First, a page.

Written By: Brandon Pedersen and Emma Pedota, Summer Student
Insured’s Duty to Provide Notice of a Claim
With summer approaching, motorcyclists will be dusting off their bikes and taking to the roads. If you own or operate a motorcycle, here is what you need to know if you are involved in a collision:
For all first-party claims (accident benefits or property damage), you must provide notice to your insurance company within seven days of the collision, regardless of who is at fault. Failing to do so or waiting longer than seven days could put your accident benefits at risk. All that is needed for you to report to your insurer is that you were involved in a collision. You do not need to accept any responsibility for the collision or answer any questions related to fault. Similarly, if you receive notice that an action will be commenced against you, you must provide notice to your insurance company within seven days, or as soon as possible. You will only have five days to provide notice to your insurance company if you learn that the action has already been commenced.
Property Damage Claims
After you submit a notice of property damage claim to your insurance company, your insurer must provide you with documentation to quantify the loss within 60 days, or immediately if requested. Upon submitting this documentation to your insurer, you are required to provide the “fullest information obtainable at the time” with respect to the accident and damage. After receiving your Proof of Loss, your insurer must provide notice within seven days if they intend to repair, rebuild, or replace the damage to your motorcycle. Otherwise, they will have 60 days to pay the claim based on the amount in your Proof of Loss.  If your insurer denies your claim, they are obliged to provide prompt notice and explain the reason for the denial.
If there is a disagreement between you and your insurer regarding the value of the damage to your motorcycle, either you or your insurer can request an appraisal pursuant to s. 128 of the Insurance Act. In the event you or your insurer requests an appraisal, you will both need to appoint an appraiser to act as your representation. Your insurer will then appoint a third appraiser, also known as the umpire, to allow for a decision to be made on agreement of two of the three appraisers. Your insurer is required to pay your claim based on the appraisal decision within 15 days.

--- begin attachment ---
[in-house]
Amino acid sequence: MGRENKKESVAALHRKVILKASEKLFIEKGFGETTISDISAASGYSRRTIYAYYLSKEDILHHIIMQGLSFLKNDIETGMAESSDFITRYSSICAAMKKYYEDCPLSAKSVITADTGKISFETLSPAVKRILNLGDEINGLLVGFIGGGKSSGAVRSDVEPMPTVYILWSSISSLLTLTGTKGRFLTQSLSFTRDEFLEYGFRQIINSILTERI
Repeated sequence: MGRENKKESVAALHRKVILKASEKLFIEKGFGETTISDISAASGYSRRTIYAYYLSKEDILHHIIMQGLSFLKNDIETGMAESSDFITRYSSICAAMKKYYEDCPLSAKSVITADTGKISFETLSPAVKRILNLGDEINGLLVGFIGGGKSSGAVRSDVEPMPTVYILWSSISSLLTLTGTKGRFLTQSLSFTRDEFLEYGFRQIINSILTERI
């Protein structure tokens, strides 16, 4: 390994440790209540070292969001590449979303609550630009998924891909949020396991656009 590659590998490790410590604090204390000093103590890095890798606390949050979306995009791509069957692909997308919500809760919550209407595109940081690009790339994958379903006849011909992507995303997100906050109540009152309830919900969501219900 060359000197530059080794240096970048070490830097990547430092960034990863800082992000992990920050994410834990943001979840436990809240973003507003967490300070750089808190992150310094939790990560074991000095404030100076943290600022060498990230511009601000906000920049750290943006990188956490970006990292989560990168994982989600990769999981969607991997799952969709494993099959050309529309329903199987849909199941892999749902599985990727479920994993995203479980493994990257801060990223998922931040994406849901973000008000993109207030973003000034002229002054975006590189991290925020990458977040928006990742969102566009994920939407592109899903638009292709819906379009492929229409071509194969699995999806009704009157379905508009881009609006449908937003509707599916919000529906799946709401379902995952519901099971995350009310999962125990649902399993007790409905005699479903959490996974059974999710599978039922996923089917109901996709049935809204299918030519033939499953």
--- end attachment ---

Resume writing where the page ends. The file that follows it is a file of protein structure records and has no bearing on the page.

Accident Benefit Claims
After sending your insurer notice of a potential accident benefits claim within the seven days of the incident, your insurer must provide you an application for accident benefits (OCF-1). This application is to be completed by you within 30 days, or as soon as possible thereafter if you have provided a “good reason” for the delay. The insurer’s timeline for paying you benefits is dependent on the specific accident benefit. As a general rule, all “legitimate” claims should be paid to you within 60 days of your insurance company receiving your Proof of Loss.
Under Ontario law, you also have the option to claim compensation from the driver at fault by filing a lawsuit, while simultaneously claiming accident benefits from your insurance company within two years from the date of your motorcycle collision to file your lawsuit. Through a tort claim, you are able to claim damages for loss of income, future care cost, loss of amenities, loss of amenities, etc. In the unfortunate event of a rider’s death, their family can file a claim for compensation under the Family Law Act. It is advised that you contact an experienced personal injury lawyer who can help you navigate the claims process and determine if it is in your best interest to file a lawsuit.
In the event of a motorcycle collision, riders can take a few simple steps that can make a big difference in their recovery. McLeish Orlando has the knowledge, skill, and experience to guide you through the claims process and obtain favourable results for clients who have been in a motorcycle collision. Feel free to contact one of the lawyers at McLeish Orlando for a free assessment of your case.
 Insurance Act, R.S.O. 1990, c. I.8, s. 258.1; Ontario Automobile Policy (O.A.P 1), s. 1.4.4.
 Insurance Act, R.S.O. 1990, c. I.8, s. 258.1.
 Insurance Act, R.S.O. 1990, c. I.8, s.259.
 Statutory Conditions – Automobile Insurance, O. Reg. 777/93, s.6.
 Statutory Conditions – Automobile Insurance, O. Reg. 777/93, s.9.
 R.S.O. 1990, c. I.8, s.128.
 Ontario Automobile Policy (O.A.P. 1), s. 4.3.1
 Ibid, s. 1.6.1